28 December 2011: Also quite inspired is the French Onion Soup gratinee with imported Gruyere. It’s easily among the very best French Onion Soups in Albuquerque, so good even French-hating xenophobes would appreciate a steamy bowl of aromatic beef broth in which sweet onions and pungent cheese swim merrily with spongy, soft crostinis. Considered a “peasant food” by virtue of its humble, economically borne origin, French onion soup has risen to the level of much coveted, highly sought after gourmet favorites.
26 December 2016: Don’t be surprised if lunch entrees at the Artichoke are exceedingly better than more expensive dinner entrees at other fine dining establishments. Such is the case, in part because the lunch menu includes sliced steak. As described on the menu (flat iron steak, angel hair pasta salad, basil, asparagus, red pepper, Parmesan, Balsamic reduction), you’re not quite sure what exactly will be delivered to your table, but you can rest assured it’ll be outstanding. Flat iron steaks are a value-priced cut that is tender, juicy and which some experts say has the “beefiest” flavor of any cut of beef on any steak. The Artichoke Cafe exploits these qualities to their utmost, serving a fork-tender steak that is juicy, delicious and absolutely beefy at about medium-rare which means plenty of delicious pink. The Balsamic-blessed asparagus spears shine!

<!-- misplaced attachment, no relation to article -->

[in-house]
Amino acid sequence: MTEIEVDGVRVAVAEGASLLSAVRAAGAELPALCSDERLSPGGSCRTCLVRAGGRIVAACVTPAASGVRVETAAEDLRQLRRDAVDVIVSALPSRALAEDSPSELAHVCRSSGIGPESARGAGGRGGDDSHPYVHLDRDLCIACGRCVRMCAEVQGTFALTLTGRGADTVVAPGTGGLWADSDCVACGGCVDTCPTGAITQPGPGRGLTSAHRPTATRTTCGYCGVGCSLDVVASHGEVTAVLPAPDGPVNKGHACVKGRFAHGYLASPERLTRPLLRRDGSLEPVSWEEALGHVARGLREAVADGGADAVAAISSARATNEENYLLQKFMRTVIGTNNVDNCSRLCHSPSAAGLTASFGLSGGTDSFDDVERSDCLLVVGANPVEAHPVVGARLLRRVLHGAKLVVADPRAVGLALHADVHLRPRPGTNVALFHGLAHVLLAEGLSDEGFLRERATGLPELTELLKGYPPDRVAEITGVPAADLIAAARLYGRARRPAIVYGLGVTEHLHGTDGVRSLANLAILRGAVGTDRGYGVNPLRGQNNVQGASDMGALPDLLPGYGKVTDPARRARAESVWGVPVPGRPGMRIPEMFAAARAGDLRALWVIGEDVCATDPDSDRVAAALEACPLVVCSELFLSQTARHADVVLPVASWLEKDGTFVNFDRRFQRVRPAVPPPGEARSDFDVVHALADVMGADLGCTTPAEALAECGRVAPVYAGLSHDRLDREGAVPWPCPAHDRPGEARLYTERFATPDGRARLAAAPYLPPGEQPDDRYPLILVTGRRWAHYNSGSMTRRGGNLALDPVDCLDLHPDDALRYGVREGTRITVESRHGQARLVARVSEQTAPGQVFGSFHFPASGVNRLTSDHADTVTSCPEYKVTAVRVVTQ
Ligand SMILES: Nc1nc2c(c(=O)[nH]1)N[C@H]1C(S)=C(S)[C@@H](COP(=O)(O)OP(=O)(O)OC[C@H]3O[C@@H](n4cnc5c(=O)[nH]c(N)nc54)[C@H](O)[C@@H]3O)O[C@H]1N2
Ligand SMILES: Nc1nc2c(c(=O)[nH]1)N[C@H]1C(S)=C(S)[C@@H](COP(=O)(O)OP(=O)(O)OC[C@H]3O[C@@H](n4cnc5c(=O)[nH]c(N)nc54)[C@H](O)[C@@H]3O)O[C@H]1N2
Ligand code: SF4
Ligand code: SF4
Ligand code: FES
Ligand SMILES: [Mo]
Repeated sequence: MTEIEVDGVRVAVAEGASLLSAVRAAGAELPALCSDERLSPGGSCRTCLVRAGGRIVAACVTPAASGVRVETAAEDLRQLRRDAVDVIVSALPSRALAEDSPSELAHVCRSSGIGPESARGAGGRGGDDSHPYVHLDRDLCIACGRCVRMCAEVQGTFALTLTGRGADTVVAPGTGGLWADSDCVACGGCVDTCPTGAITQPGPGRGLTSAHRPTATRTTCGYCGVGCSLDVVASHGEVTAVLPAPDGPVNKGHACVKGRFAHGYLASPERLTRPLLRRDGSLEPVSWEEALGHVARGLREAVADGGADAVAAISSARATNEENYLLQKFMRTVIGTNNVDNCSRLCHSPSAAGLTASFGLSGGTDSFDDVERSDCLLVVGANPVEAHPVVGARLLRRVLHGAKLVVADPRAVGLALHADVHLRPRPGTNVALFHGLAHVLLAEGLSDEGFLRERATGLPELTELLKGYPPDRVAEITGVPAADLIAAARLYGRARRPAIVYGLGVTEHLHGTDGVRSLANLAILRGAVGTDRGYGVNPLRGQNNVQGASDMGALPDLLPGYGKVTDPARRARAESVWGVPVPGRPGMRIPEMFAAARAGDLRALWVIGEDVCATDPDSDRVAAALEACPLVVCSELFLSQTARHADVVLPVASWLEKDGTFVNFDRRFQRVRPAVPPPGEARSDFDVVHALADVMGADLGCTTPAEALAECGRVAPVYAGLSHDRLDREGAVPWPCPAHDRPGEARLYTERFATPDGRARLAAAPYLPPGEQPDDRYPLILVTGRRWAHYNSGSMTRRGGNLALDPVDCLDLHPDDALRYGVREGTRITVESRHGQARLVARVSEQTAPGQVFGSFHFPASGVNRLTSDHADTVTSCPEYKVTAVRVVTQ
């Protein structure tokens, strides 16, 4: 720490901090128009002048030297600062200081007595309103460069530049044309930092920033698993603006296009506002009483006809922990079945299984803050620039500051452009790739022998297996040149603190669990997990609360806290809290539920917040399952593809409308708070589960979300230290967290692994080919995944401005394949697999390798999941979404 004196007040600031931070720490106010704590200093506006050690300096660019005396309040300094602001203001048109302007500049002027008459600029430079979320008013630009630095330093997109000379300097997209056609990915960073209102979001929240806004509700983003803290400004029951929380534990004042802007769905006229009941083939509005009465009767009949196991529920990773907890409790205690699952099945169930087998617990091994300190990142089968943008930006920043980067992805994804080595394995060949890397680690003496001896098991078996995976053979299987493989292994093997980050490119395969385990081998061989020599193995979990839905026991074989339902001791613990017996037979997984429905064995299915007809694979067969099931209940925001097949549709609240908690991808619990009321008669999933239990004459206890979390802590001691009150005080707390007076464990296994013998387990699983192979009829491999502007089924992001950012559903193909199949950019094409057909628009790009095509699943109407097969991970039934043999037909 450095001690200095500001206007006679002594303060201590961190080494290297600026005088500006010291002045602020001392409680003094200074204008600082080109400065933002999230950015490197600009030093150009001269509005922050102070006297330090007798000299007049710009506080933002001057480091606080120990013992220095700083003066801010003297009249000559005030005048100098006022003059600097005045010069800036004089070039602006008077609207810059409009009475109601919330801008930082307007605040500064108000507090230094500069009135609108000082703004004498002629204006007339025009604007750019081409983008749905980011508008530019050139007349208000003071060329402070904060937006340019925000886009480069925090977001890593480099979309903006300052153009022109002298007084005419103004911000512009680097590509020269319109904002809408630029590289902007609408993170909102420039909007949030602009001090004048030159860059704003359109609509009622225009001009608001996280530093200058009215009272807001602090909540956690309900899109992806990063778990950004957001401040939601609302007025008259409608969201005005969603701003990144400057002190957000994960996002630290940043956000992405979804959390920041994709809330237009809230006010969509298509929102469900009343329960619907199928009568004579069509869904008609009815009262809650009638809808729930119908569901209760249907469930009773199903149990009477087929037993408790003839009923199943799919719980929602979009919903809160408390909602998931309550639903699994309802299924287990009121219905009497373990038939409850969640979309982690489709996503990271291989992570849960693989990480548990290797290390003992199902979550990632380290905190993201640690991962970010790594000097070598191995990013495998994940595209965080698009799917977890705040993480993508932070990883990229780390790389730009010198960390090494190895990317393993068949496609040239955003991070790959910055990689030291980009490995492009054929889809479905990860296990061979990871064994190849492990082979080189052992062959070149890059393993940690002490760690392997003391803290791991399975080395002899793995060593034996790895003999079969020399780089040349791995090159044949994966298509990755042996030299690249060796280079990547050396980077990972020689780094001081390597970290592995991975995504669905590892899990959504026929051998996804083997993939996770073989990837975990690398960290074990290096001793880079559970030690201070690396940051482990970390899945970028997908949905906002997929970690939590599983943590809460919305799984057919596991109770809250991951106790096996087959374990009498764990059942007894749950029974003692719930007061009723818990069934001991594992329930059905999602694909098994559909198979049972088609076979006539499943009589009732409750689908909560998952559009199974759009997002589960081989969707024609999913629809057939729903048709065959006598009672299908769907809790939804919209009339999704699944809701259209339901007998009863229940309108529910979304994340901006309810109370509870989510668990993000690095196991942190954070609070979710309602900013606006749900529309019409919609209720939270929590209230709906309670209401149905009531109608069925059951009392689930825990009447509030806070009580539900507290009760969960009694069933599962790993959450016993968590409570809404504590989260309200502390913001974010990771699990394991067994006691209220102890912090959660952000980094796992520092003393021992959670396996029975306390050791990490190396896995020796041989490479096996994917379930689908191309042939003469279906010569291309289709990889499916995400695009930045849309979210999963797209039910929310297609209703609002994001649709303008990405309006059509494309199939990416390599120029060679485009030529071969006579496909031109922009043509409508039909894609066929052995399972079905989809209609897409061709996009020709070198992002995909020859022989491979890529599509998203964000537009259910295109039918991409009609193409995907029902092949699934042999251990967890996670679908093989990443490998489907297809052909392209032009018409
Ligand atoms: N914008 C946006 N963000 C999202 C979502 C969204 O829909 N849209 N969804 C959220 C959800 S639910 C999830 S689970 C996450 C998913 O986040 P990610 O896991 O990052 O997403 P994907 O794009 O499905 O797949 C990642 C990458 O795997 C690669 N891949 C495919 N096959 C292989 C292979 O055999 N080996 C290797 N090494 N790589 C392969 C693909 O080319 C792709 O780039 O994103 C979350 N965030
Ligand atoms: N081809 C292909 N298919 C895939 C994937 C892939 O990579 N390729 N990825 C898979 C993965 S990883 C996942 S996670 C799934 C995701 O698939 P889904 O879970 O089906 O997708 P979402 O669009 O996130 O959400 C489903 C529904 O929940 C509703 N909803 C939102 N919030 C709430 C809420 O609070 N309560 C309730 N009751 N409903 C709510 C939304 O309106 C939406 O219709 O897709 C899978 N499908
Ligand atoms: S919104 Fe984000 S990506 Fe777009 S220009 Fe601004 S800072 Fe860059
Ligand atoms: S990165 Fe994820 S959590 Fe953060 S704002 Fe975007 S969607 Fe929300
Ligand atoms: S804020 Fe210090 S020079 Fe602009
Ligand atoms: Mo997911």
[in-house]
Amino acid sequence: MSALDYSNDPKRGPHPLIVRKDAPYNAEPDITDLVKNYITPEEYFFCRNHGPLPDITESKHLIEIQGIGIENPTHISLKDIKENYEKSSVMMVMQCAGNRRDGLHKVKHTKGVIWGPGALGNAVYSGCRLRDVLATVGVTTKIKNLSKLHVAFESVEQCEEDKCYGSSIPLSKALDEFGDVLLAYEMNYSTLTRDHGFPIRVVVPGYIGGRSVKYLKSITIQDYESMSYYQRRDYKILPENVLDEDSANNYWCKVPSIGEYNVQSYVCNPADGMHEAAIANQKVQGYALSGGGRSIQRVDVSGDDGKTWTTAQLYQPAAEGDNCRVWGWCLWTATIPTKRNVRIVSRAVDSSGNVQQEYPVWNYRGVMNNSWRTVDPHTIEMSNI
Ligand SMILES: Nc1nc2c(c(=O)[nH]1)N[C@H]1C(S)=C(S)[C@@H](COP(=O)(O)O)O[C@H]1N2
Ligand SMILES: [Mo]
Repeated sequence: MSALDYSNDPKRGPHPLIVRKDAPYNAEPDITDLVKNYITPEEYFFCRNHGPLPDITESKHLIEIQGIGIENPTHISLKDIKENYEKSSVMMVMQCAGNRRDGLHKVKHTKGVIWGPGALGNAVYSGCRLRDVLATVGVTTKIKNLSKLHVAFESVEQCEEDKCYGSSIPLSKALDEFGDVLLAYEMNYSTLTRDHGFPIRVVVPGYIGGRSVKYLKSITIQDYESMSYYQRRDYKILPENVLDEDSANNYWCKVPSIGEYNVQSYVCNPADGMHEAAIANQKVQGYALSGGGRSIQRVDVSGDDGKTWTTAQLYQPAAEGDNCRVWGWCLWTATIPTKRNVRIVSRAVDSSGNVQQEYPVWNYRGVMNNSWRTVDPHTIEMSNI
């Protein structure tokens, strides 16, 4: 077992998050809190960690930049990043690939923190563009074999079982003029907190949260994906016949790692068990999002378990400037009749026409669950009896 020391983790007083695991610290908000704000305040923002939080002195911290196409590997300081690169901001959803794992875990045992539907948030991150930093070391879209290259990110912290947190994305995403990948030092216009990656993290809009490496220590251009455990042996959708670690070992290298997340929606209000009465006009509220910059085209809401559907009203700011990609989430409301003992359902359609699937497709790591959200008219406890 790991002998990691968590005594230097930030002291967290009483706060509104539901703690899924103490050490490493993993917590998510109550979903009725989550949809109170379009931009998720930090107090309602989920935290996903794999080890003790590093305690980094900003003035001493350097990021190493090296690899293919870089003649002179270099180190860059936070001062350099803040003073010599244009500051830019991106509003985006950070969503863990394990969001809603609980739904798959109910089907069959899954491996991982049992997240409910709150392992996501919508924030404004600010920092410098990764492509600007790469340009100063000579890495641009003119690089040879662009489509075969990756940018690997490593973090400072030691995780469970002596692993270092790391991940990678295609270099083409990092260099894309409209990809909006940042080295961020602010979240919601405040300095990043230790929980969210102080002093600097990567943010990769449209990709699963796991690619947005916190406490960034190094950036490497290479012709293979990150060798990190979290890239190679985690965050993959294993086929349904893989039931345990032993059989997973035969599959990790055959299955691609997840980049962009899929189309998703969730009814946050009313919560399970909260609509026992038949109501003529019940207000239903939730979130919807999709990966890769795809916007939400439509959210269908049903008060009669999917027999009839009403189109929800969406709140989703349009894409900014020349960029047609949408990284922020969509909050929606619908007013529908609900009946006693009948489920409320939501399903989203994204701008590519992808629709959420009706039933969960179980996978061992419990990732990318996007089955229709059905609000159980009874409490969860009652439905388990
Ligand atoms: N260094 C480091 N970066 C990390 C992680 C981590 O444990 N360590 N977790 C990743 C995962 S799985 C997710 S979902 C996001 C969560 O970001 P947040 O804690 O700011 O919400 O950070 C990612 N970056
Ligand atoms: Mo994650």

26 December 2016: The lunch menu during our December, 2016 visit listed both a crepe of the day and a chef’s daily preparation of shepherd’s pie. Although chicken was the listed filling for the crepe, the accommodating kitchen staff agreed to substitute salmon for a small up-charge. Well cognizant that the Artichoke Cafe prepares salmon better than just about any restaurant in Albuquerque, it was a substitution this persnickety diner relished. Picture if you will a thin crepe nearly bursting at its seams with sweet, earthy broccolini and tender, flaky salmon all covered with an absolutely addictive Marsala-goat cheese sauce served with a side salad and vegetables. Broccoli haters might enjoy its more palatable cousin broccolini whose flavor is more mild and less bitter. It’s an excellent complement to salmon and absolutely shone under the resplendent Marsala-goat cheese sauce which is so good you’ll want to mainline it.